Some theorems are stated and proved extensionally, but in practice are almost always used intensionally. Let me give an example to make this clear -- integration by parts: $$ \int_a^b f(x)g'(x)ds = \left[f(x)g(x)\right]_a^b - \int_a^b f'(x)g(x) dx$$ for two continuously differentiable functions $f$ and $g$. In practice, this is seldom ever applied to functions but rather to expressions denoting functions. Much more importantly, it is almost always applied by 'pattern matching' on a product term. But note that integration is usually described formally as an operation on functions (i.e. extensional objects), but then in first-year calculus the students are taught to master a series of rewrite rules (i.e. operations on intensional objects).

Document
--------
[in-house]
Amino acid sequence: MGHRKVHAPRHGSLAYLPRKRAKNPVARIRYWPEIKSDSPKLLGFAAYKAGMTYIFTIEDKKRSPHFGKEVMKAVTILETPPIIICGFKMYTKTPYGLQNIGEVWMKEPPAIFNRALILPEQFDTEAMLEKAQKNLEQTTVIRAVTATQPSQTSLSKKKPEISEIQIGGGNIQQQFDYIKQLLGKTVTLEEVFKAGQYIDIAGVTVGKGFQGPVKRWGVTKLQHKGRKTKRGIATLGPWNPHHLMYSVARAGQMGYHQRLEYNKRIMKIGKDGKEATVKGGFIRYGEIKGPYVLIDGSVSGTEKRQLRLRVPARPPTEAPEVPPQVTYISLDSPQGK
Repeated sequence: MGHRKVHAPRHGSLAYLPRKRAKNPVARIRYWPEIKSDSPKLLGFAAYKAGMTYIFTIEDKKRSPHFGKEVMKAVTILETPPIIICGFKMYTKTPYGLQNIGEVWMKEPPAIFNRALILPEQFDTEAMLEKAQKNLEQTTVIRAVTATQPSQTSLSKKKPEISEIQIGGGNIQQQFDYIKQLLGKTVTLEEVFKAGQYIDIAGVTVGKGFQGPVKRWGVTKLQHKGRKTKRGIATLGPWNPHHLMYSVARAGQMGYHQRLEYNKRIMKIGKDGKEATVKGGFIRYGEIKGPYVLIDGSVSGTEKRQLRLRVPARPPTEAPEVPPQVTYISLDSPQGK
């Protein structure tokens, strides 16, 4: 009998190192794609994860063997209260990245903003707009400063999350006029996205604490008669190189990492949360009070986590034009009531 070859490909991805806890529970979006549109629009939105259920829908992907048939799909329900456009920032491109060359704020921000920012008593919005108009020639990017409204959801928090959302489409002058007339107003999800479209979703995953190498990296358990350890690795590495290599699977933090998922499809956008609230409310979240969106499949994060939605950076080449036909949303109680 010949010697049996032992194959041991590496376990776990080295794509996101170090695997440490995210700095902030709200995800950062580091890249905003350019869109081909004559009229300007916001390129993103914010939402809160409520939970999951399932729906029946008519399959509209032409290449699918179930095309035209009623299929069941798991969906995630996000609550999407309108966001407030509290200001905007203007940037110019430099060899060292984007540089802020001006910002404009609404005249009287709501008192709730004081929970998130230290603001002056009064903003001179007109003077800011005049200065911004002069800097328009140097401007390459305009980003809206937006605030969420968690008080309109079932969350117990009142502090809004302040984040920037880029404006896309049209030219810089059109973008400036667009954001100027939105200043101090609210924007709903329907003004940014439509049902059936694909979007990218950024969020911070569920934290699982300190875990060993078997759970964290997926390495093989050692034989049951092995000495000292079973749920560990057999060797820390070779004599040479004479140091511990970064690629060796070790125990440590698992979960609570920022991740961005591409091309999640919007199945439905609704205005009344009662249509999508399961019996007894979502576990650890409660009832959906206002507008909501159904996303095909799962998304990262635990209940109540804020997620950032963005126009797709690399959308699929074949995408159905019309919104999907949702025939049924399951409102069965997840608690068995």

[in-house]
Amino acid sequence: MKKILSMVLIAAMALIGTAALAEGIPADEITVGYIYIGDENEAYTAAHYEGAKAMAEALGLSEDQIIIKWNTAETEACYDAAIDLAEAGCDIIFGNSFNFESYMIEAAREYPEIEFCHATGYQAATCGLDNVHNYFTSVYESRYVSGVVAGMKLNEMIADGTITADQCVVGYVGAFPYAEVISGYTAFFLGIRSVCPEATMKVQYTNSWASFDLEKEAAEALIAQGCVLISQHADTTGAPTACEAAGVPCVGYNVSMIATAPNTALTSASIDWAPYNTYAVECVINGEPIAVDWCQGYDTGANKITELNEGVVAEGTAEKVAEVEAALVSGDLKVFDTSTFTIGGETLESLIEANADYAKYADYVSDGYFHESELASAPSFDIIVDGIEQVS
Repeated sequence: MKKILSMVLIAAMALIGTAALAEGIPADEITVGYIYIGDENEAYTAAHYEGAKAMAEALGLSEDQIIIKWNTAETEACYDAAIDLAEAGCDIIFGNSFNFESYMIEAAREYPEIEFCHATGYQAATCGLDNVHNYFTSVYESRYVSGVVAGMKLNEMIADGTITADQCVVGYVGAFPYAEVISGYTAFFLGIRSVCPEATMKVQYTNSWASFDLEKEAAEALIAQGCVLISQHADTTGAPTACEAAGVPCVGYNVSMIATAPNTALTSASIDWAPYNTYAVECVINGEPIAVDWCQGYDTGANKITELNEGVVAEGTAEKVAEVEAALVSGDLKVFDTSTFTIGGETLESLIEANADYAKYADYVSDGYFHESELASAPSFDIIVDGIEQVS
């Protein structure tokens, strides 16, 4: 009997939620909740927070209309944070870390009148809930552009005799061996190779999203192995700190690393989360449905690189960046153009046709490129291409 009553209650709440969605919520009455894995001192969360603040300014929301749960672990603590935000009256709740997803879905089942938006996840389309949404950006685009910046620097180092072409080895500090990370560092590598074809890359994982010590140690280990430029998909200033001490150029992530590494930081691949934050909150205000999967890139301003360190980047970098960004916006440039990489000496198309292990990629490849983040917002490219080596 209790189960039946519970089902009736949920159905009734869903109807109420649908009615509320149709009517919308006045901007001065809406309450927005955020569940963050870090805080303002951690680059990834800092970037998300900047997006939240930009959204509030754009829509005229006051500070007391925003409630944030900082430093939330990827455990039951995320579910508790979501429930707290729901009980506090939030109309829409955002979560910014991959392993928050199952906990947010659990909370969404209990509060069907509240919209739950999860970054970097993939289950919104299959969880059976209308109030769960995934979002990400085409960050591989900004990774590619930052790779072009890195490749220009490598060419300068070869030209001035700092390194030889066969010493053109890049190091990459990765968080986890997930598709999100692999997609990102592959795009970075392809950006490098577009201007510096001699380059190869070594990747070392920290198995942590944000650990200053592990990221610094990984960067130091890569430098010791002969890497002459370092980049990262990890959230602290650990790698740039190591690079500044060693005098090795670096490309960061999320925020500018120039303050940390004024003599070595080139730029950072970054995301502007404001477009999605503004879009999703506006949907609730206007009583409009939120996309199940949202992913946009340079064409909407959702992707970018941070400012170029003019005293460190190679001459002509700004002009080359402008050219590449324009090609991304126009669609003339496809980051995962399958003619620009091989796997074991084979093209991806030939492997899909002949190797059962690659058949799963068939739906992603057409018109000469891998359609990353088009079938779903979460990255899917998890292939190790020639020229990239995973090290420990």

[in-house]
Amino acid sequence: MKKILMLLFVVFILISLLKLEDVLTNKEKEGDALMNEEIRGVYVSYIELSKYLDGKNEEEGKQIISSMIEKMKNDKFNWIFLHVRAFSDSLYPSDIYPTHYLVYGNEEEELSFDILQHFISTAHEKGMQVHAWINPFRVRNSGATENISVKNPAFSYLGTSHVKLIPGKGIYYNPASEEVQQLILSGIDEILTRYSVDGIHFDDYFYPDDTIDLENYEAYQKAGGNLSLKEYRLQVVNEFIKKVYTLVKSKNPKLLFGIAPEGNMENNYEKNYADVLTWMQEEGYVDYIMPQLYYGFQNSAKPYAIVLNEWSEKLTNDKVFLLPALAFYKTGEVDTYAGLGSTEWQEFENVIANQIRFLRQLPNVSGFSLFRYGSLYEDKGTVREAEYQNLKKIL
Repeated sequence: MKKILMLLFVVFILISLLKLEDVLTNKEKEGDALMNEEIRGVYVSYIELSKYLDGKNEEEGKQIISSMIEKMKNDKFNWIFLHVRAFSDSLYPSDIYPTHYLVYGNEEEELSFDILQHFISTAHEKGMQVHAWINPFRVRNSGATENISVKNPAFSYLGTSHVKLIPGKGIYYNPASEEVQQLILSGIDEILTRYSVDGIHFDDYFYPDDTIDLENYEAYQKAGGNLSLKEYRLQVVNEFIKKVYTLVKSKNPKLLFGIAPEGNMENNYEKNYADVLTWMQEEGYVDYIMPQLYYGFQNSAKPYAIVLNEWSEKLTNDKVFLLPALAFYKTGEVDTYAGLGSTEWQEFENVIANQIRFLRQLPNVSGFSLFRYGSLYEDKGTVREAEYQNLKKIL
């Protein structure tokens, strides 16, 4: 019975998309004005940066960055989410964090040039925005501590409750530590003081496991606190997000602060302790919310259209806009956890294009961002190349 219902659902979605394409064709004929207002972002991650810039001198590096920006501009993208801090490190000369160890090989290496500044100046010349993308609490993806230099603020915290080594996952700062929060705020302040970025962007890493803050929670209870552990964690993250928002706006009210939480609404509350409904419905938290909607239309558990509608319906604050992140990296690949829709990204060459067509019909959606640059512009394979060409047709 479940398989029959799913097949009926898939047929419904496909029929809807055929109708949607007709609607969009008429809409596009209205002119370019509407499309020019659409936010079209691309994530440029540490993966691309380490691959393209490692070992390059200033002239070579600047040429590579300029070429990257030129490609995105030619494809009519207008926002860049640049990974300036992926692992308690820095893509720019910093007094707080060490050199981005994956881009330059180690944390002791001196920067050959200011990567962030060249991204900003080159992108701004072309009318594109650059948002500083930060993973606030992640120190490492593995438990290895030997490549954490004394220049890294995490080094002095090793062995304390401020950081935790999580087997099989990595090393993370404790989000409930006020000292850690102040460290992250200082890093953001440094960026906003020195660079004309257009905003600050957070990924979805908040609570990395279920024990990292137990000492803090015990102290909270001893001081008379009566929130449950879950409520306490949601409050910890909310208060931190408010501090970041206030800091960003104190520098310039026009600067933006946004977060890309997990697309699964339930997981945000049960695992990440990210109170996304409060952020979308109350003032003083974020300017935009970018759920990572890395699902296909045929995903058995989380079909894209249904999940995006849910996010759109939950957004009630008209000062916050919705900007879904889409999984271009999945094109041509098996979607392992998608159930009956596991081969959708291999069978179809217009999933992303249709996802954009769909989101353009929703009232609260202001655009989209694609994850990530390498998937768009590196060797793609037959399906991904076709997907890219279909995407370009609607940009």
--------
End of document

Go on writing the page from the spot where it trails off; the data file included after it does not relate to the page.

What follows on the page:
Logicians [Leibniz, Frege, Russell, Wittgenstein, Quine, Carnap to name a few] have worried a lot about this. Linguists [Montague comes to mind], and physicists [A. Bressan] have worried about this too.
I have two questions:
- What other examples have you run into of such mixing of extension and intension?
- Why is this dichotomy not more widely taught / appreciated?
In the case of algebra (more precisely, equational theories), the answer to #2 is very simple: because this dichotomy does not matter at all, because we have well-behaved adjunctions between the extensional and intensional theories [in fact, we often have isomorphisms]. For example, there is no essential difference between polynomials (over fields of characteristic 0) treated syntactically or semantically. But there is a huge difference between terms in analysis and the corresponding semantic theorems.